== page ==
Organometallic Vapor Phase Epitaxy
The chemical process of joining oxygen with another element. In semiconductors, oxidation means the joining of oxygen and silicon to form silicon dioxide (SiO2).
Usually refers to silicon dioxide (SiO2) in semiconductor terminology.
The removal of silicon dioxide.
A semiconductor crystal containing a small amount of dopant atoms that have one less outer electron than the other atoms. Each dopant atom causes one unoccupied spot, called a hole, among the electrons that are bound in their orbits. The holes are positively charged and in effect move, constituting an electric current. Boron is a commonly used P-type dopant for silicon.
Plasma Enhanced Chemical Vapor Deposition, low Pressure Chemical Vapor Deposition using RF energy.
A light-sensitive liquid that is spread as a uniform thin film on a wafer or substrate. After baking, exposure of specific patterns is performed using a mask. Material remaining after development resists subsequent etch or implant operations.
Sputter etching; process of etching through physical interactions (momentum transfer) between accelerated chemically inert ions (e.g. Ar) and etched solid; anisotropic, non-selective.
The weakest form of adsorption resulting from purely physical attraction (van der Waals force) between the adsorbate and the surface; no chemical bond between the adsorbate and the surface is formed.
An electrically conductive gas composed of ionized particles which are used to etch unwanted material through a chemical or physical bombardment process. Plasma etching takes place in a reactor, which may be of the barrel type or the planar type.
Dry etching in which semiconductor wafer is immersed in plasma containing etching species; chemical etching reaction is taking place at the same rate in any direction, i.e. etching is isotropic; can be very selective; used in those applications in which directionality (anisotropy) of etching in not required, e.g. in resist stripping.
Polycrystalline silicon. Sometimes called poly. The form of silicon made of many small randomly-oriented crystals. Doped poly is a conductor of electricity and is often used as an alternative to metal in interconnecting devices on integrated circuits.
parts per billion
parts per million
Physical Vapor Deposition, deposition of thin film occurs through physical transfer of material (e.g. thermal evaporation and sputtering) from the source to the substrate; chemical composition of deposited material is not altered in the process.
Terms describing plasma processing mode in which wafer is located away from plasma, and hence, is not directly exposed to plasma; desired reactions (e.g. etching) are implemented by extracting ionized species from plasma and directing them toward the wafer; remote plasma process results in less surface damage than standard process as plasma generated ions are energetically relaxed arriving at the surface of the wafer.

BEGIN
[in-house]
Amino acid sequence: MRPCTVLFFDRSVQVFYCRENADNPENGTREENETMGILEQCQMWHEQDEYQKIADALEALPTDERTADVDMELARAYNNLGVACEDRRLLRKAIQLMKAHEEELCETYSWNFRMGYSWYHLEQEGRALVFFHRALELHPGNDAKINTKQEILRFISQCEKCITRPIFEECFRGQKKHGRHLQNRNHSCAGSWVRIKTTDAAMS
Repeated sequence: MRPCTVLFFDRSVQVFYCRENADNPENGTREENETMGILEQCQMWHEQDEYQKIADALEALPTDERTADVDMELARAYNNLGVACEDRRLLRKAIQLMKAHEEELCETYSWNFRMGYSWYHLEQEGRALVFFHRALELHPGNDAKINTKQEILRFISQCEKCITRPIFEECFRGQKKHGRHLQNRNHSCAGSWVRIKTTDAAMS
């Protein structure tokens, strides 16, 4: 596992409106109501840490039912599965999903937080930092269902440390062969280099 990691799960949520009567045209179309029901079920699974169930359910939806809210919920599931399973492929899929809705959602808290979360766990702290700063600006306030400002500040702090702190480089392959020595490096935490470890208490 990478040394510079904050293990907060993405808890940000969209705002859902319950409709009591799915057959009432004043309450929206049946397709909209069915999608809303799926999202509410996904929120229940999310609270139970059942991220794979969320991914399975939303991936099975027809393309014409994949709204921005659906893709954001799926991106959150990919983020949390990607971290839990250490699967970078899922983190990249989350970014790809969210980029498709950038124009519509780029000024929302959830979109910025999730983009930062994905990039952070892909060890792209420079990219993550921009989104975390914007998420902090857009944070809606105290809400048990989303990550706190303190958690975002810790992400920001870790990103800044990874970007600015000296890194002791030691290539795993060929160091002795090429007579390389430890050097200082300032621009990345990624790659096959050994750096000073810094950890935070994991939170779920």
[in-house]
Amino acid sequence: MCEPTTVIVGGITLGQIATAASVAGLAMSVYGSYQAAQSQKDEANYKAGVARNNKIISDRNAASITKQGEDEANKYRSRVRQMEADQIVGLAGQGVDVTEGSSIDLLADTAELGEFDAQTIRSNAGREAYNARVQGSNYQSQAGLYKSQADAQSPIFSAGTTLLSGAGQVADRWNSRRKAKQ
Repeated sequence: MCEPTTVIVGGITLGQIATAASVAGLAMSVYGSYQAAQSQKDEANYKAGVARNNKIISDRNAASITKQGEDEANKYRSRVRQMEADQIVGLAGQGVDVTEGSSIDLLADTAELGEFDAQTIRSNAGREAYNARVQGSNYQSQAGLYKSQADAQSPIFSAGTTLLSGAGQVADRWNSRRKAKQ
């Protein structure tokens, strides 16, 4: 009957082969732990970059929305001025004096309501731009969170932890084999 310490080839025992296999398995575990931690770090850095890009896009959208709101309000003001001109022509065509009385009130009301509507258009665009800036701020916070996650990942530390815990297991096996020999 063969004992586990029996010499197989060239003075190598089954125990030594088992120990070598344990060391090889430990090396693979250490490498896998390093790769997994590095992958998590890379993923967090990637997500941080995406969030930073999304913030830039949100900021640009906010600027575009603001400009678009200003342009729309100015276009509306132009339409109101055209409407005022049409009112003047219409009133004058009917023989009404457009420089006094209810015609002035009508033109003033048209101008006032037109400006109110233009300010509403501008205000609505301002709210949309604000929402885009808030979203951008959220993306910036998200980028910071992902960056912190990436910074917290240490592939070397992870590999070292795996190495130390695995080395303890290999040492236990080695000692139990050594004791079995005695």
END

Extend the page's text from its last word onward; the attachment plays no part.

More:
Reactive Ion Etching, variation of plasma etching in which during etching semiconductor wafer is placed on the RF powered electrode; wafer takes on potential which accelerates etching species extracted from plasma toward the etched surface; chemical etching reaction is preferentially taking place in the direction normal to the surface, i.e. etching is more anisotropic than in plasma etching but is less selective; leaves etched surface damaged; the most common etching mode in semiconductor manufacturing.
Rapid Thermal Chemical Vapor Deposition; thermally enhanced CVD process carried out at high temperature, but for a very short time.
Rapid Thermal Processing; general term describing type of the process in which temperature of the wafer is rapidly increased by radiant heating from high-power halogen-quartz lamps; low-thermal budget process; useful in several applications in semiconductor device processing in which high temperature exposure is needed, but transfer of the large amount of thermal energy to the wafer is not desired.
Selective Area Chemical Vapor Deposition; CVD process which deposits thin film material in selected areas on the wafer surface only; selectivity of deposition is controlled by chemical composition of the surface which can be locally altered.
A material with properties of both a conductor and an insulator. Common semiconductors include silicon and germanium.
One of three terminals in Field Effect Transistors; a heavily doped region from which majority carriers are flowing into the channel.
The process used to apply the photoresist to the wafer surface.
Process of material removal from the wafer surface; typically implies that removal is not carried out for the pattering purpose, e.g. resist stripping in which case entire resist is removed following lithography and etching.
Tetraethyl Orthosilicate, Si(OC2H5)4; gaseous compound commonly used in CVD of SiO2 processes (so-called TEOS Oxide); good conformality of coating; relatively inert material, liquid at room temperature; thermally decomposes at around 700 °C to form SiO2; plasma enhancement lowers temperature of deposition to below 500 °C.
Titanium Nitride, conductor (resistivity 30-70 microohm-cm) used in silicon technology as a barrier separating silicon and metal contact; high melting point (2950 °C); deposited by LPCVD.
Treshold Limit Value
Entfernen (durch Verflüchtigen) organischer Materialien (z. B. Photoresist) von der Waferoberfläche durch starke Oxidation; z. B. Veraschung im Sauerstoffplasma.
A path filled with conducting material between circuit layers.
Halbleiter aus einer Verbindung mehrerer Elemente; Verbindungshalbleiter kommen in der Natur nicht vor; sie werden aus Elementen der Gruppen II bis VI des Periodensystems synthetisiert, z. B. aus den Gruppen III und V (III-V-Verbindungen) oder II und VI (II-VI-Verbindungen).
Etching process in semiconductor processing relying on chemical reaction in the liquid phase; highly isotropic but can be very selective.